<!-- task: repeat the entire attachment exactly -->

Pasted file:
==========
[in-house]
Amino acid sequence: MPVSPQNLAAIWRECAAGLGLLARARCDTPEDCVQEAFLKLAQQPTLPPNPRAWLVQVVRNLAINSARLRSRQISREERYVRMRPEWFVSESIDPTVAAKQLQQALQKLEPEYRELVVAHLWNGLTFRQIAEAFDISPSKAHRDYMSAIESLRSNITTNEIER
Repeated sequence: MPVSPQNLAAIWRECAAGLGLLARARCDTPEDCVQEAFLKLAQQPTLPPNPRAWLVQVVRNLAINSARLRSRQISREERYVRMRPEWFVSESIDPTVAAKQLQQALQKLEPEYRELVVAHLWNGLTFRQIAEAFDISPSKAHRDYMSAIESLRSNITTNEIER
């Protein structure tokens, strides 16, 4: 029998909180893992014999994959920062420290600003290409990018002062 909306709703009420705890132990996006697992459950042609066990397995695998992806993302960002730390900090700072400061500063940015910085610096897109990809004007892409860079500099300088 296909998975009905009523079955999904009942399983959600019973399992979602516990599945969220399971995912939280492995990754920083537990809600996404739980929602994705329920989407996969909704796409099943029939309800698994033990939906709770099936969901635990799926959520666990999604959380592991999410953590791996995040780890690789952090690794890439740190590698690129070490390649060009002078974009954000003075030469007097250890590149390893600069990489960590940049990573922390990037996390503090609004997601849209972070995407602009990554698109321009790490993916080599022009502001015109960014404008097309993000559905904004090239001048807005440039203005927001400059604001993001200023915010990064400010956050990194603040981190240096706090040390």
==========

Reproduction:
[in-house]
Amino acid sequence: MPVSPQNLAAIWRECAAGLGLLARARCDTPEDCVQEAFLKLAQQPTLPPNPRAWLVQVVRNLAINSARLRSRQISREERYVRMRPEWFVSESIDPTVAAKQLQQALQKLEPEYRELVVAHLWNGLTFRQIAEAFDISPSKAHRDYMSAIESLRSNITTNEIER
Repeated sequence: MPVSPQNLAAIWRECAAGLGLLARARCDTPEDCVQEAFLKLAQQPTLPPNPRAWLVQVVRNLAINSARLRSRQISREERYVRMRPEWFVSESIDPTVAAKQLQQALQKLEPEYRELVVAHLWNGLTFRQIAEAFDISPSKAHRDYMSAIESLRSNITTNEIER
């Protein structure tokens, strides 16, 4: 029998909180893992014999994959920062420290600003290409990018002062 909306709703009420705890132990996006697992459950042609066990397995695998992806993302960002730390900090700072400061500063940015910085610096897109990809004007892409860079500099300088 296909998975009905009523079955999904009942399983959600019973399992979602516990599945969220399971995912939280492995990754920083537990809600996404739980929602994705329920989407996969909704796409099943029939309800698994033990939906709770099936969901635990799926959520666990999604959380592991999410953590791996995040780890690789952090690794890439740190590698690129070490390649060009002078974009954000003075030469007097250890590149390893600069990489960590940049990573922390990037996390503090609004997601849209972070995407602009990554698109321009790490993916080599022009502001015109960014404008097309993000559905904004090239001048807005440039203005927001400059604001993001200023915010990064400010956050990194603040981190240096706090040390």